Online content development continues to be a priority for the group—LDN has invested in entertainment content, including the creation of its inhouse production studios. The goal is to work alongside the LDN agencies to develop multi-channel network content solutions for both brands and media partners.
“For example, we may execute a media programme where all the home appliances are Siemens product placements,” says Zheng. “In this content process, we can then transform it into Siemens-dominated content.”
Other applications include online streaming programmes for financial tips, or travel and food content, he added. The investments in entertainment content are not suitable for the short-term, Zheng emphasises. “This is long-term media content and potential brand communication and product placement.”
LDN CAPITAL has also made investments in the internet economy. Offshore, Uhouzz, an online marketplace for overseas students looking for dormitories, apartments, and real estate, has recently come under the LDN CAPITAL umbrella. Also new to the portfolio is Chehejia, an internet electric car manufacturer and smart city mobility service provider. There is also a Rmb1 billion mergers-and-acquisition fund for WeChat and mobile-internet developers which fosters innovation in China.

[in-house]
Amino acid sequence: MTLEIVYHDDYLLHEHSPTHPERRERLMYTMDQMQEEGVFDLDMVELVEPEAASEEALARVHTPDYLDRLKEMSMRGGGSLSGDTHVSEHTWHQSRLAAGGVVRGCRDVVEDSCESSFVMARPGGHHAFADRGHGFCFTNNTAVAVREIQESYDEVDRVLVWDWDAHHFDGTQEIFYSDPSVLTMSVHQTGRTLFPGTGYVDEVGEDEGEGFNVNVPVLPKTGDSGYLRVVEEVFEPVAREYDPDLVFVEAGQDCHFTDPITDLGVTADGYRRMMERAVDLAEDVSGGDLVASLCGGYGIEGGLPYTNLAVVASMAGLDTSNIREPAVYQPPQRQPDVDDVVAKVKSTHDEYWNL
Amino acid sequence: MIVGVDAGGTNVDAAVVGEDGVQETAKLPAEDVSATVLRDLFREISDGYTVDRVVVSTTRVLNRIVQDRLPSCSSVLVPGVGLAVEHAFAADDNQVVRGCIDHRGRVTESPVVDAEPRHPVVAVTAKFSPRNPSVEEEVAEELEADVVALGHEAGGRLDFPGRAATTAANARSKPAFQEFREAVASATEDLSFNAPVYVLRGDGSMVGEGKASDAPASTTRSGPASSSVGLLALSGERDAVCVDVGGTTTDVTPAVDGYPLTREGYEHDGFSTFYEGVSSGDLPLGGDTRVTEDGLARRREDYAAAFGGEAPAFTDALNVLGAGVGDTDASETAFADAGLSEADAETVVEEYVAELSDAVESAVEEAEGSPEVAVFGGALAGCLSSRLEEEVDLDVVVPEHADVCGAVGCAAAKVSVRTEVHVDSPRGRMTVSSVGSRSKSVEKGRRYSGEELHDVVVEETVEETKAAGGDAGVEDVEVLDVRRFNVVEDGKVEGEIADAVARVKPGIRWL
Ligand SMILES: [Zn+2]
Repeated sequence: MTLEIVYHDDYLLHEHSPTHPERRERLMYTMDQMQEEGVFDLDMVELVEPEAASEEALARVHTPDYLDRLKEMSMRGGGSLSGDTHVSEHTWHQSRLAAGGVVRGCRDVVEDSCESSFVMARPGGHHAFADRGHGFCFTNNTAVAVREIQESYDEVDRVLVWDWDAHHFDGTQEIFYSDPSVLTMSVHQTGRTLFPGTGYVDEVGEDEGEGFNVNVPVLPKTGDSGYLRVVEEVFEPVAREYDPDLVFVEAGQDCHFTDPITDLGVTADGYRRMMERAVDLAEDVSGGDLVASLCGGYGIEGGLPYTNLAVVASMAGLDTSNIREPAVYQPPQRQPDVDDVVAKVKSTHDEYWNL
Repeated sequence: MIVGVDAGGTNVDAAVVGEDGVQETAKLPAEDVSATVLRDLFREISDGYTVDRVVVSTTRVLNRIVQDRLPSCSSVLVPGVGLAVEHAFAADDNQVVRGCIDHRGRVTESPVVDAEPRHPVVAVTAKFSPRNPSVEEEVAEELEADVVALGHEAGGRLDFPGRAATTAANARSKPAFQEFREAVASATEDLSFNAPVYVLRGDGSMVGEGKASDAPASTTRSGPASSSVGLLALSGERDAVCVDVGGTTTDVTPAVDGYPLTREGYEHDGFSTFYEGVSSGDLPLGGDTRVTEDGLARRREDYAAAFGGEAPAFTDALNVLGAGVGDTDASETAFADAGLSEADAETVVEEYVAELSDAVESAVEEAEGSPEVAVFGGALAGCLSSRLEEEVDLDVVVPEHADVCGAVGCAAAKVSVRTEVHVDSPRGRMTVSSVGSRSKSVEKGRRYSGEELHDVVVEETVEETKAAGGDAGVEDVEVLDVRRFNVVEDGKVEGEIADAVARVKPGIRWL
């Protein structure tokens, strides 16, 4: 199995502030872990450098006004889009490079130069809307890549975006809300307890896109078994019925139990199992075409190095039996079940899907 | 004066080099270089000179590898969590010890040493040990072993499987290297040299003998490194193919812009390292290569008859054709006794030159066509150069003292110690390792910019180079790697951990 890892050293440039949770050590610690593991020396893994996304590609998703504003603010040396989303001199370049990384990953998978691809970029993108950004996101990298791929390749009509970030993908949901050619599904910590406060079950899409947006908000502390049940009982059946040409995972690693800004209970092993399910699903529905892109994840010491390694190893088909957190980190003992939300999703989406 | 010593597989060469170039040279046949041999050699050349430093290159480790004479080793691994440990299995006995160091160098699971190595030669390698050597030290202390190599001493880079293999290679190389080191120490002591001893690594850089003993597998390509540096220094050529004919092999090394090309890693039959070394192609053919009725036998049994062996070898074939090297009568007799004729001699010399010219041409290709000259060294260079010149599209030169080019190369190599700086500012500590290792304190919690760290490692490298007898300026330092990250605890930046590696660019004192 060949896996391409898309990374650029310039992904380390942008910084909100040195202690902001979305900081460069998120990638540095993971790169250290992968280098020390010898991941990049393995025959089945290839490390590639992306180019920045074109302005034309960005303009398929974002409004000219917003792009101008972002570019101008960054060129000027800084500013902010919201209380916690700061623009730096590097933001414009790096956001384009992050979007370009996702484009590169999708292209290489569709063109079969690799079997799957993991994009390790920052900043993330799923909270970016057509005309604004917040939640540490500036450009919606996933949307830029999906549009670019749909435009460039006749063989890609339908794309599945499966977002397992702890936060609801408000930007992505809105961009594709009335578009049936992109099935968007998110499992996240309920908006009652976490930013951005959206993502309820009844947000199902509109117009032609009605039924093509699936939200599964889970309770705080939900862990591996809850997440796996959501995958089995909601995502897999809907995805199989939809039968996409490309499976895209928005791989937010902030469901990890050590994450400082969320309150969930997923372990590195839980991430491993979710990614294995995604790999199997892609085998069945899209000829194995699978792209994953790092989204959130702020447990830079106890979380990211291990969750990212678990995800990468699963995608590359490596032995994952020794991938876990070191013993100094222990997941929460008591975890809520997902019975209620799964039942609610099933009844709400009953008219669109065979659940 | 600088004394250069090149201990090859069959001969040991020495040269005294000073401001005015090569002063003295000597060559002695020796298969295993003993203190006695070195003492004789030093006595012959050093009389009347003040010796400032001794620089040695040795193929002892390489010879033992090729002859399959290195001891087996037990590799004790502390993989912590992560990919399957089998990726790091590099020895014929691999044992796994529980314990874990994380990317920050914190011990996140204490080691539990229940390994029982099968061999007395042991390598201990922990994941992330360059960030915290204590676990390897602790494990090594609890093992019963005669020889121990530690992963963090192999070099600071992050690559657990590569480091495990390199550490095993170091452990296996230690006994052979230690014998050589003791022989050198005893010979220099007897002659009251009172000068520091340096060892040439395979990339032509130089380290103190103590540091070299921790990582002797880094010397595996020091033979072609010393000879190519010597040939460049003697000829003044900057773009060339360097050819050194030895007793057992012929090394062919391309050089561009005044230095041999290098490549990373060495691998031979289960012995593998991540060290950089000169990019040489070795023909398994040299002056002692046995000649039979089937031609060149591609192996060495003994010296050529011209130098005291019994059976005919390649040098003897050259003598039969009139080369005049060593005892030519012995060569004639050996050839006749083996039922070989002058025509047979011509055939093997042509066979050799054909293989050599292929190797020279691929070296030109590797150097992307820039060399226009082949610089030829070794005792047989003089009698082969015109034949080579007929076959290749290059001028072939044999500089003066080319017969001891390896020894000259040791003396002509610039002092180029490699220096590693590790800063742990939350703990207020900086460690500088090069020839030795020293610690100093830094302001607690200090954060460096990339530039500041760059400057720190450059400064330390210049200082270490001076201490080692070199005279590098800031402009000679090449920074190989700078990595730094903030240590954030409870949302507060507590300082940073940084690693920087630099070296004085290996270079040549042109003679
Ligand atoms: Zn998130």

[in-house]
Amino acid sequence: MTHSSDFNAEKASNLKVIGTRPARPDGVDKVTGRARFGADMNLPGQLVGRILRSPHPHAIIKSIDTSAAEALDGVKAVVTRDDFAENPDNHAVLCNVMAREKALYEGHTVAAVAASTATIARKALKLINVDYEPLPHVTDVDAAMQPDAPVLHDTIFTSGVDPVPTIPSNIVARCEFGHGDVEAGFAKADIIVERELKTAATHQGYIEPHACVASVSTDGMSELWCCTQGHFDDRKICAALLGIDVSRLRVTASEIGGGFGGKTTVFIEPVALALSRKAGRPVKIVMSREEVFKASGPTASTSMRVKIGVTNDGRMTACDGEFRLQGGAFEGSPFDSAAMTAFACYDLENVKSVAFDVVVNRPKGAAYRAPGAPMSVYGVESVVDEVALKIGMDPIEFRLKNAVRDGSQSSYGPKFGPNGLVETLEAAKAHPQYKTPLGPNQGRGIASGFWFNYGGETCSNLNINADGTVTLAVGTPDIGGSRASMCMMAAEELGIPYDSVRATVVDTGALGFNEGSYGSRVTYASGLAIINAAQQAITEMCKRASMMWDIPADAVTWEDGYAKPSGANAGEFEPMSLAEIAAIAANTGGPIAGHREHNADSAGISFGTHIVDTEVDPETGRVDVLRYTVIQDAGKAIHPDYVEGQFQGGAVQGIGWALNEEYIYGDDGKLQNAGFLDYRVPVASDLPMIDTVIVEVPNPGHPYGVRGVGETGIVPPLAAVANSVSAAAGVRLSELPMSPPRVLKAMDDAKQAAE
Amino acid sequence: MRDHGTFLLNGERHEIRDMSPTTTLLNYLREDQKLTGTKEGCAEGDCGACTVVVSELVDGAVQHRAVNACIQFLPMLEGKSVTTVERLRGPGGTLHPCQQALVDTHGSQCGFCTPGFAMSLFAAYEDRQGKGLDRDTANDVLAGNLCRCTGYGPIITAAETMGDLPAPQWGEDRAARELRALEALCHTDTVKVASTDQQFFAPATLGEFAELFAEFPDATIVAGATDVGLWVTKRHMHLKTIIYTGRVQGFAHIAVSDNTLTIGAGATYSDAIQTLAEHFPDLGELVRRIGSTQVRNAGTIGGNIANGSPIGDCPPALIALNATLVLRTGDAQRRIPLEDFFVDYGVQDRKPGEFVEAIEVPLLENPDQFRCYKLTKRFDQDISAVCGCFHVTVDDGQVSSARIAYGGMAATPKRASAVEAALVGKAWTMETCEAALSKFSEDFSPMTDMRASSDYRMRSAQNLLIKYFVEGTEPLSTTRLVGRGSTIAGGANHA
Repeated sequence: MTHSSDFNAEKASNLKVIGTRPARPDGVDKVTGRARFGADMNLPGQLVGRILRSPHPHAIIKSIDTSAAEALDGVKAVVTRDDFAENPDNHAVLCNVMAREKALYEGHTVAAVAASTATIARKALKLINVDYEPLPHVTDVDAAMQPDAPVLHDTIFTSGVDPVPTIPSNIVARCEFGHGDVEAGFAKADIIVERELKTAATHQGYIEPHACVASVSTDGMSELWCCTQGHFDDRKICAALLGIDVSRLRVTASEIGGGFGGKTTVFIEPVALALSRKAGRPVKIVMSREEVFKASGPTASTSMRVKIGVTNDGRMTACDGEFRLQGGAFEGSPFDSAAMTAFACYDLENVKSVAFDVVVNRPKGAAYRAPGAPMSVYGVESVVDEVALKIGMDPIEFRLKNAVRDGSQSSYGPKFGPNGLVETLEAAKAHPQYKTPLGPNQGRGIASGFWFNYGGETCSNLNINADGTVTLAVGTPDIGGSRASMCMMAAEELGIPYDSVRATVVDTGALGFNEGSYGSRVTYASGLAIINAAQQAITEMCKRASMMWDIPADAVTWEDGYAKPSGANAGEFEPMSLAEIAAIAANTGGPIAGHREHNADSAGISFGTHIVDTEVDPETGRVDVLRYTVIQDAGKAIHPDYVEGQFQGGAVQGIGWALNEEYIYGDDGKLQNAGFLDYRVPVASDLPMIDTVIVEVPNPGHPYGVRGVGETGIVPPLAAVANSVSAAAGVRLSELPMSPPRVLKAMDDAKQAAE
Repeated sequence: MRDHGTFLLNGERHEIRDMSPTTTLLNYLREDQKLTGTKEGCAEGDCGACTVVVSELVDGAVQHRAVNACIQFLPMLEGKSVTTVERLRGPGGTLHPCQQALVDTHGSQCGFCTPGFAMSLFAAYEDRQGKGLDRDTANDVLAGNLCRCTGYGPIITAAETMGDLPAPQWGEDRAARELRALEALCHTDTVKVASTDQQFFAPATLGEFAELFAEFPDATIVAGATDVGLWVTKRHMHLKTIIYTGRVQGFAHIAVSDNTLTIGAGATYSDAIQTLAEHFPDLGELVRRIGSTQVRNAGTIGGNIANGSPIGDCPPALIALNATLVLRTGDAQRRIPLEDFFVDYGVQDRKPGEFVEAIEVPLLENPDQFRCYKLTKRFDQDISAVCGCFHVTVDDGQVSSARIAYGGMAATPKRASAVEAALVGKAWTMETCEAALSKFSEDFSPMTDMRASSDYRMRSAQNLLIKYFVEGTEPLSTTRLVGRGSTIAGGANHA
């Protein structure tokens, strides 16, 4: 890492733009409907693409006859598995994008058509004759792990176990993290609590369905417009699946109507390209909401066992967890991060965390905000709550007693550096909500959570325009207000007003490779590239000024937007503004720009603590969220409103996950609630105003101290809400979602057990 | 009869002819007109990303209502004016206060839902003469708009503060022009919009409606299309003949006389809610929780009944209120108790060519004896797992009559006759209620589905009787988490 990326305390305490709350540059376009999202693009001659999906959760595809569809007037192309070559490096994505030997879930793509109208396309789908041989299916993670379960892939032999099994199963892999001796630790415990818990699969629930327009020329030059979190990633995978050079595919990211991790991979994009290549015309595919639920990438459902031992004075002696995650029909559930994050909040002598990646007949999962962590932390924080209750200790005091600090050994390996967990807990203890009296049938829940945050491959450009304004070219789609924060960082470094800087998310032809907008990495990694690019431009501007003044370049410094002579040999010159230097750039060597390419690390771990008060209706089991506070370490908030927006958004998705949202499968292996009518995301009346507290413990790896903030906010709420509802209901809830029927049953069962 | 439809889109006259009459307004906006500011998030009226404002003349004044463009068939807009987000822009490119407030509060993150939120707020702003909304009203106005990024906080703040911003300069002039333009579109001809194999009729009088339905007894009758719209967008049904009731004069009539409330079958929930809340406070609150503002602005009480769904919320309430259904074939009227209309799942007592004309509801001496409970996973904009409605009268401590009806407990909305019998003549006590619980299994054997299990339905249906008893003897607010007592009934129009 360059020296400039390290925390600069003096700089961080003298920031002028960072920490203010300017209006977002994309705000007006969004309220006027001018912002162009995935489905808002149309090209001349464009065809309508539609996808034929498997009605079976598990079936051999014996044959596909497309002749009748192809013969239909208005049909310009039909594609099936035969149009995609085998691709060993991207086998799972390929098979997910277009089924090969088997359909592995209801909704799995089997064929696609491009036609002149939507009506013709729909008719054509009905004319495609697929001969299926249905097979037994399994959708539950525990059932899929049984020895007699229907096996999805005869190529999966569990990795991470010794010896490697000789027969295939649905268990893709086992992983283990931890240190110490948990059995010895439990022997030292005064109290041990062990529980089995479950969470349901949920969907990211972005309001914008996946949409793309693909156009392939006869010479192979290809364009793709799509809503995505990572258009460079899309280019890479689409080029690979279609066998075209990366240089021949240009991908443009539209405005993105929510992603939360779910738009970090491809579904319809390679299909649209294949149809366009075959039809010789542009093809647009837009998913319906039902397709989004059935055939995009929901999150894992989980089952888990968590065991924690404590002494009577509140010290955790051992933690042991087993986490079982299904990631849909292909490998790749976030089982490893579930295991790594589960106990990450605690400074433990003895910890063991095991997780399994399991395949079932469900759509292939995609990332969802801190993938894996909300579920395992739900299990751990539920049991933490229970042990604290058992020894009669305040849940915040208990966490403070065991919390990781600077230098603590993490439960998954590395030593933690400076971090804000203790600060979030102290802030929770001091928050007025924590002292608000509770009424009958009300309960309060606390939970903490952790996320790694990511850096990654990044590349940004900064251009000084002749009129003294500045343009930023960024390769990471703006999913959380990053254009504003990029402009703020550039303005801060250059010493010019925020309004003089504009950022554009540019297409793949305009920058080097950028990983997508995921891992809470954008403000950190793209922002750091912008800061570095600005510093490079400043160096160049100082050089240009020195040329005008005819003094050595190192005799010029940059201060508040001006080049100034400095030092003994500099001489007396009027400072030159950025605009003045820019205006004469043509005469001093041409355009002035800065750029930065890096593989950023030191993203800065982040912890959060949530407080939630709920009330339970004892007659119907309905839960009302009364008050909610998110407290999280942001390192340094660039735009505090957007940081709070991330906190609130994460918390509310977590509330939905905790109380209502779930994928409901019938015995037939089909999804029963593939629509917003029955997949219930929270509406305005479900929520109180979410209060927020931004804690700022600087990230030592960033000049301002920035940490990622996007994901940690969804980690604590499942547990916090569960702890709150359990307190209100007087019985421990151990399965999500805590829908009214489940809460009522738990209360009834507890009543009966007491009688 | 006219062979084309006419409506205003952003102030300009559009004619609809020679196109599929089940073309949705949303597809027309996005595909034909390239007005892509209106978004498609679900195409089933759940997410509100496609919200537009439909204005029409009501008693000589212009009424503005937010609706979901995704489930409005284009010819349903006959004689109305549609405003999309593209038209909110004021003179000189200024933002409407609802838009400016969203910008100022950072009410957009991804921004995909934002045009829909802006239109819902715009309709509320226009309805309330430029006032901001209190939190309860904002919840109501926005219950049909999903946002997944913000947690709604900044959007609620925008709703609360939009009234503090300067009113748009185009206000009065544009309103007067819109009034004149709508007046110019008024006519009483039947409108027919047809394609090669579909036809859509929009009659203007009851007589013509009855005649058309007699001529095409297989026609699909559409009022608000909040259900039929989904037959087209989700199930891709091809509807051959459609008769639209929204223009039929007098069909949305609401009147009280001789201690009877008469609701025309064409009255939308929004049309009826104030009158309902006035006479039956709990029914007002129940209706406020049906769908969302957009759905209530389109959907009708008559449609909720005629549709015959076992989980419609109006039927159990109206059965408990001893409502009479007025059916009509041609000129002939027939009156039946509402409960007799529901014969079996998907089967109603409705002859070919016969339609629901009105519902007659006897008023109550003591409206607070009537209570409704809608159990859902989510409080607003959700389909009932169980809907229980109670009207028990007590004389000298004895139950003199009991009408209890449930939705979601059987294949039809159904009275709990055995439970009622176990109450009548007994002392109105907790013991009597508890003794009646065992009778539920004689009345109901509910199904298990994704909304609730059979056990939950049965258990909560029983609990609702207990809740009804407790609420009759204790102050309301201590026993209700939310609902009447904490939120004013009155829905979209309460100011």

The age of Chinese corporate globalisation is also an opportunity for LDN, which is looking to sign off on data collaborations with foreign companies to assist ecommerce, handset and electronic firms launching expansion plans. LDN will be a partner who captures both the local spirit of enterprise and global sensibilities. “We understand their needs better.”
LEO Digital Network
China A-Share Listed (SZSE:002131)
2016 revenue: Rmb 7.42 billion (US$1.07 billion)
2016 Profit: Rmb 561.3 million (US$81 million)
LDN consists of six wholly owned subsidiaries across four business units:
Amber Group (integrated creative agency) includes:
Amber China 琥珀传播
arkr GROUP (digital innovation agency) includes:
arkr digital 氩氪互动
LDN Media Group includes:
MediaV 聚胜万合 (digital media agency)
MIAGE 微创时代 (mobile media agency)
WSWY 万圣伟业 (digital and mobile traffic distribution agency)
WIT Ad 智趣广告 (online game media agency)
LDN Diversified Group includes:
BC Commerce 碧橙网络 (ecommerce service agency)
Century KP 世纪鲲鹏 (entertainment marketing agency)
Joyplus 秀视智能 (smart TV ad-network agency)
REYUAN 热源网络 (healthcare digital agency)
CARNIVO 嘉年华 (integrated content agency)